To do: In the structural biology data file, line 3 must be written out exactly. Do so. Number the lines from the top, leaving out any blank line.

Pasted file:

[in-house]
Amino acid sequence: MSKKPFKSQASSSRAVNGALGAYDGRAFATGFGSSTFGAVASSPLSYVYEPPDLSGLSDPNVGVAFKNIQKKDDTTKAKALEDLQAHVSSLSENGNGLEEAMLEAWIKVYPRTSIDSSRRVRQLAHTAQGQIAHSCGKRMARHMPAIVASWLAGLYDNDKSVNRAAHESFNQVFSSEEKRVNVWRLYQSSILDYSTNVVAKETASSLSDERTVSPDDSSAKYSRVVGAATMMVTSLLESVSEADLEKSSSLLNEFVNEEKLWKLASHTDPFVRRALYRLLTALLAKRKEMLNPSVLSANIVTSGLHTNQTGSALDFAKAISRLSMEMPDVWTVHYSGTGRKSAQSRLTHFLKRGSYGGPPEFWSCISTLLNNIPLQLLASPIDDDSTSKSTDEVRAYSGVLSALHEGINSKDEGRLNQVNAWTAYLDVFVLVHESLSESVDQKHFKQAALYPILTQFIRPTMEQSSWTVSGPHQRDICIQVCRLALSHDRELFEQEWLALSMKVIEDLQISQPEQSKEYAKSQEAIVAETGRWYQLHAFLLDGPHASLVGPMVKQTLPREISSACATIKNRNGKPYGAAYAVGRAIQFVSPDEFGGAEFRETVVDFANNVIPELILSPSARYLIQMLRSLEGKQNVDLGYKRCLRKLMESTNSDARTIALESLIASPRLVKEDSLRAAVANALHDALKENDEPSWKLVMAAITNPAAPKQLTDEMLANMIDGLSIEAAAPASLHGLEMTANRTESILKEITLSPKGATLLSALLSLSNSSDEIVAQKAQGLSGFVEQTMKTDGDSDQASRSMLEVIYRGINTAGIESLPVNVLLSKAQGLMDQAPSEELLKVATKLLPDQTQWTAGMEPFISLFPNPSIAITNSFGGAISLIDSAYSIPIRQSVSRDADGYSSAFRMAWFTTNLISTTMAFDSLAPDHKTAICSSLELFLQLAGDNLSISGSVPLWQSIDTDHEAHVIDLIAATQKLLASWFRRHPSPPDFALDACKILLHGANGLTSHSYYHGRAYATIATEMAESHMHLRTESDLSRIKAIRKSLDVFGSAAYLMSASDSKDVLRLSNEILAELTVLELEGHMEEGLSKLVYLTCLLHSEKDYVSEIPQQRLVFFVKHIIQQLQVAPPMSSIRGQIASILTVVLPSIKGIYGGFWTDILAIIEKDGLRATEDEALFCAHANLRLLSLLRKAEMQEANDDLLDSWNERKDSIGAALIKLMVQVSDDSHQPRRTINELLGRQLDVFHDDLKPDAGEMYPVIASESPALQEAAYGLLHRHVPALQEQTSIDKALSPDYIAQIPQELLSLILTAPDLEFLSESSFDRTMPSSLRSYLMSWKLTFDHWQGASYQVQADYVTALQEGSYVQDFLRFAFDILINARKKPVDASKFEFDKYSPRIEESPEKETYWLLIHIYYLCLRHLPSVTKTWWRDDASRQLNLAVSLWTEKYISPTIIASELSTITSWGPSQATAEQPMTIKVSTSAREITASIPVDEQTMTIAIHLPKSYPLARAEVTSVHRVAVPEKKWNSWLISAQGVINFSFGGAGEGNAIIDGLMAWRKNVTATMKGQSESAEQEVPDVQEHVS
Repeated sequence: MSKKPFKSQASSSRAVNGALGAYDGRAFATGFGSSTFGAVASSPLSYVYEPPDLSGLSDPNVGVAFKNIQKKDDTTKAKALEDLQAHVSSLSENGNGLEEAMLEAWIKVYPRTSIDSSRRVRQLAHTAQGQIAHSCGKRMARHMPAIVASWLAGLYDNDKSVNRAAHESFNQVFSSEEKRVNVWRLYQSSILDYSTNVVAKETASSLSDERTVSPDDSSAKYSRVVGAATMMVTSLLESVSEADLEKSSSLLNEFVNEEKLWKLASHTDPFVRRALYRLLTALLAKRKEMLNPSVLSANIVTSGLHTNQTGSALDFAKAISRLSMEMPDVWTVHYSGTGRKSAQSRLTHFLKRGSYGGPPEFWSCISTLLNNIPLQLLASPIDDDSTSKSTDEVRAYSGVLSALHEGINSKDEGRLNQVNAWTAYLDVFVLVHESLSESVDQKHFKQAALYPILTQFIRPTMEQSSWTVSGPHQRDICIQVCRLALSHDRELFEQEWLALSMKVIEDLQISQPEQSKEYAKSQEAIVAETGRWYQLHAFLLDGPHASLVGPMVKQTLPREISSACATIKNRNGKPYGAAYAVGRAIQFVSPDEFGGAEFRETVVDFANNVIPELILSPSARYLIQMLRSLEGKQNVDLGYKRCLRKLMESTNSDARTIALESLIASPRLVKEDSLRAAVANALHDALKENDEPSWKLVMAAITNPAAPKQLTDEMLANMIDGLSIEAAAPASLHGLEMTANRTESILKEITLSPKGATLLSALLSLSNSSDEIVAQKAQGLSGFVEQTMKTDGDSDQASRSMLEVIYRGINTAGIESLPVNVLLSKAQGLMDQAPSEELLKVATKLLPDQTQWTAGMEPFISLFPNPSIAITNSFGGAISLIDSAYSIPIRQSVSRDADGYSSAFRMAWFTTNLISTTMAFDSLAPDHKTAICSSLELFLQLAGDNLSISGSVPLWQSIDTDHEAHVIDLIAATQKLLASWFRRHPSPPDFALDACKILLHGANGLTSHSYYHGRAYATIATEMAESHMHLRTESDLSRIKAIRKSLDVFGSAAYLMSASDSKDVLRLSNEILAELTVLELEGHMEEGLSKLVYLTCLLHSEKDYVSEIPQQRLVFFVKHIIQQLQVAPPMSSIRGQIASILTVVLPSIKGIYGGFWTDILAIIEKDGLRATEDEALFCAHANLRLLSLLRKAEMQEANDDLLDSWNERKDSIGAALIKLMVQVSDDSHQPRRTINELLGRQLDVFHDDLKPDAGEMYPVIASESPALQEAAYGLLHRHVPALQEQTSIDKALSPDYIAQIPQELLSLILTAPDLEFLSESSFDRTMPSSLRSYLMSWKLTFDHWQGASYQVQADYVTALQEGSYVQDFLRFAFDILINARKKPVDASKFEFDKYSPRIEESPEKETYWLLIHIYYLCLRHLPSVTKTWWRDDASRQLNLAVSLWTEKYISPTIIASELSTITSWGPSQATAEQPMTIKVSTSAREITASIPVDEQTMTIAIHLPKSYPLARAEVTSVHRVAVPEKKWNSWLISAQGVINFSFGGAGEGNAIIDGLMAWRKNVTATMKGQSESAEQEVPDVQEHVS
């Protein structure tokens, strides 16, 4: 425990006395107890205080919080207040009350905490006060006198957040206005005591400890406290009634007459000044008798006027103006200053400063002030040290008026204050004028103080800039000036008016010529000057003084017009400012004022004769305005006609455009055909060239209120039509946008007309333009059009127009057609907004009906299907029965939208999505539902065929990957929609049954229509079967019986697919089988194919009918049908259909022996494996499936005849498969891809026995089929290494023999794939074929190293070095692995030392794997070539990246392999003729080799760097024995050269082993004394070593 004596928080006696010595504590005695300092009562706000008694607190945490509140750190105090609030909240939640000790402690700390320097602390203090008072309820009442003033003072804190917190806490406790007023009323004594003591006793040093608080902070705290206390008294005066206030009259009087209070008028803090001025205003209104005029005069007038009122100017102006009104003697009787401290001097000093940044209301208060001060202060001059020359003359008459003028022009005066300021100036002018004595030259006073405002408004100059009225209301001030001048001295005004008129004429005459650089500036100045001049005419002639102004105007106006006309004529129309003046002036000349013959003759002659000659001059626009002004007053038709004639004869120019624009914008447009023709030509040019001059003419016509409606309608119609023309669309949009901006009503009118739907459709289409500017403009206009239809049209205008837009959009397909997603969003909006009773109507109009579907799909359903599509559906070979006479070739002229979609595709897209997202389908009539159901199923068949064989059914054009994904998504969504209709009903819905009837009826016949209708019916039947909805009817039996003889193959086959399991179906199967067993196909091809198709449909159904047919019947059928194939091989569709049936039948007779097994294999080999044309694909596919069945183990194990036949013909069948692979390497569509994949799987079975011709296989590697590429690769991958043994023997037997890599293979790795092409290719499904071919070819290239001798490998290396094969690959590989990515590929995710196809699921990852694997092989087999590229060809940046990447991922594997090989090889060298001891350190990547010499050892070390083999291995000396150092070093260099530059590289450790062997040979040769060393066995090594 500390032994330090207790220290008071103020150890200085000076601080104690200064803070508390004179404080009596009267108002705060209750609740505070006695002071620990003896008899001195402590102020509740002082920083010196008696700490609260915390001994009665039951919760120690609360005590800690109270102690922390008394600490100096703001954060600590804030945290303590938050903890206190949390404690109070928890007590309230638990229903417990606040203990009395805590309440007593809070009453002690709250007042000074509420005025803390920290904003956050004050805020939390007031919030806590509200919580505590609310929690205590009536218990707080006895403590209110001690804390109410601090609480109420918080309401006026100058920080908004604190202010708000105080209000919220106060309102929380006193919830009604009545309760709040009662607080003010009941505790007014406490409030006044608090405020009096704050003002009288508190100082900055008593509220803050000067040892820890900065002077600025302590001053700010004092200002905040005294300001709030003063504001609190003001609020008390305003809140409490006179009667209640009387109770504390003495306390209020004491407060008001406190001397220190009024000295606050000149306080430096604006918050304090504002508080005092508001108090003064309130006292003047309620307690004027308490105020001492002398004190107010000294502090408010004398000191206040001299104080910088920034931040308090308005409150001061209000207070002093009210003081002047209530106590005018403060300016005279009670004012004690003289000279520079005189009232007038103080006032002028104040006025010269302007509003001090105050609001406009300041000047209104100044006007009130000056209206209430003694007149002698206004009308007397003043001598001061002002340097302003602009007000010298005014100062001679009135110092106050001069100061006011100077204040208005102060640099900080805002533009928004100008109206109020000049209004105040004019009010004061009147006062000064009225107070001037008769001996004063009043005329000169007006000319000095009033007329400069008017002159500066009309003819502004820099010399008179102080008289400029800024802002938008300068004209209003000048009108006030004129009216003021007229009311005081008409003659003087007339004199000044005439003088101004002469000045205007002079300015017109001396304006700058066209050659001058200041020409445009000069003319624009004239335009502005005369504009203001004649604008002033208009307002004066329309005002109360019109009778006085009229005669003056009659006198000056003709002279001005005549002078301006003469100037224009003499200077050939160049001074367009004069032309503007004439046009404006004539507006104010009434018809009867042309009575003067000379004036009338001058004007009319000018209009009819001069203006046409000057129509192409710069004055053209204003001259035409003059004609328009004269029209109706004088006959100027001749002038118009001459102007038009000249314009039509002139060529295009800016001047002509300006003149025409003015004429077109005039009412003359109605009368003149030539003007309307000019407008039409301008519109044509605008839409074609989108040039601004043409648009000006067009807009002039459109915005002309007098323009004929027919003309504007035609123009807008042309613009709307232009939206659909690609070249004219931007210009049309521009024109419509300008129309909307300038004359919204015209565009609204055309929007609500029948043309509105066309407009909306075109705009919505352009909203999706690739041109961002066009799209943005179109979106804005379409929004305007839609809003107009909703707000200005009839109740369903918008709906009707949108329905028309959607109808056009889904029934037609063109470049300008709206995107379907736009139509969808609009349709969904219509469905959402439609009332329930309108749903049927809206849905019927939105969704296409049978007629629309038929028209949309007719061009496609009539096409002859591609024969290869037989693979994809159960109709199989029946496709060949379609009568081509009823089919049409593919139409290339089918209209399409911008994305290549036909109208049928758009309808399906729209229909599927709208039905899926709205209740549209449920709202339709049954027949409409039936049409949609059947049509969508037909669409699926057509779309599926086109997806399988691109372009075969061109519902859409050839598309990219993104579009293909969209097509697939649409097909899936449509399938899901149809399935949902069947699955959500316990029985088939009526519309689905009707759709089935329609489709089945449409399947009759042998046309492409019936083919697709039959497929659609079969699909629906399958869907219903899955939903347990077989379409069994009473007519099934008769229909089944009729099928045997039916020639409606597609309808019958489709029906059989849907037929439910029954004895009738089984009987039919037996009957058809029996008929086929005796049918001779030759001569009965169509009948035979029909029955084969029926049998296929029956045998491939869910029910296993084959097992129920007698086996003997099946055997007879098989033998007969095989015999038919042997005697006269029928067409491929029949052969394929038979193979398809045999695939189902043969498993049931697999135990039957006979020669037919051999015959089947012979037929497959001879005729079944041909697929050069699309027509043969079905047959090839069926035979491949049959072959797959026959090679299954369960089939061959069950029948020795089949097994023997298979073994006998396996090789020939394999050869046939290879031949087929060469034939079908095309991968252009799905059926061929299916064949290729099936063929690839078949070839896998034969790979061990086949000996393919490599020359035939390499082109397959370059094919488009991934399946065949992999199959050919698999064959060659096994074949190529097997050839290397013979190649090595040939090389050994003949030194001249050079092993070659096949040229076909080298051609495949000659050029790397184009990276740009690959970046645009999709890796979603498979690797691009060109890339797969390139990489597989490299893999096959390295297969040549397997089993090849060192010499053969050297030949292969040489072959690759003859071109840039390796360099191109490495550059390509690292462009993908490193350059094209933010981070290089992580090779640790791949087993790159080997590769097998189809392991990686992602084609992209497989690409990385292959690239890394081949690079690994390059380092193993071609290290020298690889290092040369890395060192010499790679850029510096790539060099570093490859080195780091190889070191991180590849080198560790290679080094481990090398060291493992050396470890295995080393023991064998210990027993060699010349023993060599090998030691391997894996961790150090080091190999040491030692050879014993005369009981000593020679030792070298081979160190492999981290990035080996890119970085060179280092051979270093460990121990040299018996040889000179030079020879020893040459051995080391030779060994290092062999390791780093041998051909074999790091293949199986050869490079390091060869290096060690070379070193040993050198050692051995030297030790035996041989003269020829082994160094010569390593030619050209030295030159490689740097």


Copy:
Repeated sequence: MSKKPFKSQASSSRAVNGALGAYDGRAFATGFGSSTFGAVASSPLSYVYEPPDLSGLSDPNVGVAFKNIQKKDDTTKAKALEDLQAHVSSLSENGNGLEEAMLEAWIKVYPRTSIDSSRRVRQLAHTAQGQIAHSCGKRMARHMPAIVASWLAGLYDNDKSVNRAAHESFNQVFSSEEKRVNVWRLYQSSILDYSTNVVAKETASSLSDERTVSPDDSSAKYSRVVGAATMMVTSLLESVSEADLEKSSSLLNEFVNEEKLWKLASHTDPFVRRALYRLLTALLAKRKEMLNPSVLSANIVTSGLHTNQTGSALDFAKAISRLSMEMPDVWTVHYSGTGRKSAQSRLTHFLKRGSYGGPPEFWSCISTLLNNIPLQLLASPIDDDSTSKSTDEVRAYSGVLSALHEGINSKDEGRLNQVNAWTAYLDVFVLVHESLSESVDQKHFKQAALYPILTQFIRPTMEQSSWTVSGPHQRDICIQVCRLALSHDRELFEQEWLALSMKVIEDLQISQPEQSKEYAKSQEAIVAETGRWYQLHAFLLDGPHASLVGPMVKQTLPREISSACATIKNRNGKPYGAAYAVGRAIQFVSPDEFGGAEFRETVVDFANNVIPELILSPSARYLIQMLRSLEGKQNVDLGYKRCLRKLMESTNSDARTIALESLIASPRLVKEDSLRAAVANALHDALKENDEPSWKLVMAAITNPAAPKQLTDEMLANMIDGLSIEAAAPASLHGLEMTANRTESILKEITLSPKGATLLSALLSLSNSSDEIVAQKAQGLSGFVEQTMKTDGDSDQASRSMLEVIYRGINTAGIESLPVNVLLSKAQGLMDQAPSEELLKVATKLLPDQTQWTAGMEPFISLFPNPSIAITNSFGGAISLIDSAYSIPIRQSVSRDADGYSSAFRMAWFTTNLISTTMAFDSLAPDHKTAICSSLELFLQLAGDNLSISGSVPLWQSIDTDHEAHVIDLIAATQKLLASWFRRHPSPPDFALDACKILLHGANGLTSHSYYHGRAYATIATEMAESHMHLRTESDLSRIKAIRKSLDVFGSAAYLMSASDSKDVLRLSNEILAELTVLELEGHMEEGLSKLVYLTCLLHSEKDYVSEIPQQRLVFFVKHIIQQLQVAPPMSSIRGQIASILTVVLPSIKGIYGGFWTDILAIIEKDGLRATEDEALFCAHANLRLLSLLRKAEMQEANDDLLDSWNERKDSIGAALIKLMVQVSDDSHQPRRTINELLGRQLDVFHDDLKPDAGEMYPVIASESPALQEAAYGLLHRHVPALQEQTSIDKALSPDYIAQIPQELLSLILTAPDLEFLSESSFDRTMPSSLRSYLMSWKLTFDHWQGASYQVQADYVTALQEGSYVQDFLRFAFDILINARKKPVDASKFEFDKYSPRIEESPEKETYWLLIHIYYLCLRHLPSVTKTWWRDDASRQLNLAVSLWTEKYISPTIIASELSTITSWGPSQATAEQPMTIKVSTSAREITASIPVDEQTMTIAIHLPKSYPLARAEVTSVHRVAVPEKKWNSWLISAQGVINFSFGGAGEGNAIIDGLMAWRKNVTATMKGQSESAEQEVPDVQEHVS